TabletKiosk lists expected battery life under normal operating conditions as "up to six hours." We used the PassMark BatteryMon utility to measure power draw and see for ourselves. With brightness at minimum and the tablet set to Windows Power Saver mode, but WiFi and Bluetooth on, we recorded power draws as low as 5.2 watts, translating into a theoretical battery life of 7.8 hours. With Windows power settings set to "Balanced" with a somewhat brighter screen, power draw rose to about 6.0 watts, still good for about 6.75 hours. With Windows power options set to "High Performance" and the screen brightness all the way up, draw only modestly rose to 7.5 watts, still good for about 5.5 hours. In most machines, the difference between the power settings is much larger.

With 1080p video running at full speed, power draw still only modestly rose to about 9.5 watts, good for well over four hours. That is impressive.

A well connected device

Connectivity is crucial in mobile computers. On the one hand you want as much onboard connectivity as possible. On the other hand, ports add size and weight. As is, the eo a7400 has a full-size USB 2.0 port on the right side. On the left side is a standard RJ45 LAN jack, separate 3.5mm audio in and out jacks, a mini-USB port, and a SDHC card reader. No HDMI, though.

The bottom of the device has a special docking port, and there is an optional magnetic card reader that snaps onto the top of the tablet.

For wireless, our unit came with a Intel Centrino Wireless-N 802.11a/b/g/n module as well as Bluetooth v2.1 + EDR. Units equipped with 3G use a Qualcomm Atheros AR9285 WiFi module (see product PDF) with optional GTM671 3G/3.5G WWAN.

Service friendly and well built

To open the eo e7400 for service or maintenance, you can separate the clamshell halves by undoing about ten Philips screws and then carefully remove the bottom plastic half. There is no particular sealing between the two halves; the eo was not designed to be waterproof.

The insides of rugged devices are a bit like Forrest Gump's proverbial box of chocolates: you never know what you're gonna get. Well, opening the eo reveals an exceptionally neatly designed, organized and executed interior. It's instantly obvious, of course, that this is indeed a Windows PC and not some modern high sales volume media tablet with just a tiny little hyper-integrated circuit board; instead, the eo has a full motherboard with a variety of daughterboards, snap-on modules, and card slots.

What's also obvious is that TabletKiosk did its homework with thermal design. There's a reason why this tablet doesn't need a fan, and it's not just because of the power efficient Atom processor. There's serious heat piping going on in here, with a copper heat spreader and all.

Also interesting is the battery situation where there's the conventional external battery that glides into the back of the tablet, but also the second internal battery, an oddly L-shaped one (upper left), that's mounted right onto the motherboard. This arrangement provides hot-swapping capability, or you can even charge the removable battery while continuing to use the tablet.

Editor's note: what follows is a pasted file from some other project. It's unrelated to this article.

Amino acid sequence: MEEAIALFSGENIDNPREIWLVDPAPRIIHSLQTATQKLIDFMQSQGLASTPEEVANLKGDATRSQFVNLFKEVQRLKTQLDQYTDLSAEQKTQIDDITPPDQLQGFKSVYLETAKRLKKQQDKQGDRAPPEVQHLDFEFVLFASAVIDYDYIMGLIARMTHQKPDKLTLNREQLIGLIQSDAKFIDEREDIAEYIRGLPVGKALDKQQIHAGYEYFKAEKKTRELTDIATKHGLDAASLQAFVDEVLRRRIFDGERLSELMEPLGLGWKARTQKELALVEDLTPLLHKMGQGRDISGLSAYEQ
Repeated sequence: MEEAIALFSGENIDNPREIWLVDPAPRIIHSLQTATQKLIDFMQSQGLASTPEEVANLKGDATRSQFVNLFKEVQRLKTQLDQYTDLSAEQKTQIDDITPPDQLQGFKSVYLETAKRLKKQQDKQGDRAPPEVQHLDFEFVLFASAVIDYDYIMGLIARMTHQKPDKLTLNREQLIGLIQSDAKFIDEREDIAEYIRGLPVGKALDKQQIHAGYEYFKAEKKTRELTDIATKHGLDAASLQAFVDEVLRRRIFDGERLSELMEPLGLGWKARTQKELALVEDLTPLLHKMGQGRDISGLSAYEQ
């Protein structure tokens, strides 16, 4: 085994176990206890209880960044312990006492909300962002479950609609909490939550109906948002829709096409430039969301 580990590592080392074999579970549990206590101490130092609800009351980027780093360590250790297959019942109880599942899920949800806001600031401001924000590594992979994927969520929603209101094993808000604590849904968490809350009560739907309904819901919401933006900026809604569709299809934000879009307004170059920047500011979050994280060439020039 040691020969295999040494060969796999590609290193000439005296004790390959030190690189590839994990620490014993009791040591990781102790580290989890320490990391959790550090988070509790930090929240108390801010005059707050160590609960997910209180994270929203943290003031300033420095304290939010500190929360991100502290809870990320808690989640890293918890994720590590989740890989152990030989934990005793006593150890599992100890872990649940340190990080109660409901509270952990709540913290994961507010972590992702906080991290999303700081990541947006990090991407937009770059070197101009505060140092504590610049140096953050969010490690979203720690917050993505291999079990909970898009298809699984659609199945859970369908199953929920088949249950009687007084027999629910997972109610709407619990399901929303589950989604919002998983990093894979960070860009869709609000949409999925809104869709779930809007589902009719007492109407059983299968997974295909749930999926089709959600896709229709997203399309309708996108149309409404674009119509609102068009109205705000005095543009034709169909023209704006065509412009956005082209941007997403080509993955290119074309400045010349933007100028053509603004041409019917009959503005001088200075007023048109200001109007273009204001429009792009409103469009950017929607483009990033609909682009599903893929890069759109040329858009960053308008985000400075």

There's the Lite-On LMT-64M3M mSATA solid state disk (see product page) on the lower right with it mini-PCIe interface that helped the eo achieve some of the fastest disk benchmarks we've ever seen in our lab. And isn't it amazing how such small modules now do the work of rotating media, only faster and much more reliably? Sitting on top of it is the tablet's SIM card slot, and underneath it a second mini-PCIe card, a half-size one. It's the eo's Intel Centrino Wireless-N 105 module (see product page).

A single SO-DIMM slot contained our unit's 2G DDR3-1,333MHz RAM module, and there's even a little hardware switch to disable touch, accessible through the battery compartment.


For several years it looked like LCD displays couldn't get any better, and now all of a sudden consumer smartphones and tablets sport ever higher resolution, and Microsoft itself mandated the minimum resolution for Surface Pro-style tablets to be full 1080p (1920 x 1080 pixel). With just 1024 x 600 pixel, the eo isn't anywhere near that. 1024 x 600, also known as WSVGA, is what consumers reluctantly accepted as the standard resolution on first generation netbooks. On the other hand, tens of millions of iPads sold with just 1024 x 768 on their much larger 9.7-inch displays and no one complained about their resolution. So it all depends on what you run on a display. As is, the eo display is plenty sharp, and with its 375 nit luminance also quite bright, but running full Windows on WSVGA can still feel a bit cramped.

All that said, what matters just as much in an enterprise tablet is how well you can see and read the display under various lighting conditions. Consumer media tablets are notorious for the reflections on their glossy mirror-like displays. The eo's display, on the other hand, is semi-matte. We compared the eo with a Google Nexus 7 tablet outdoors, and below you can see the results. Head-on in a shady spot on a bright day, both screens are plenty bright enough, but the high-gloss Nexus screen has distracting reflections. The eo a7400 display shows virtually none.

Viewed from an angle, the Nexus screen reflects even more. There are no reflections on the eo tablet's screen, although there is a bit of the diffusion that often comes with anti-glare treatments. Overall, the TabletKiosk device offers a far better viewing experience outdoors.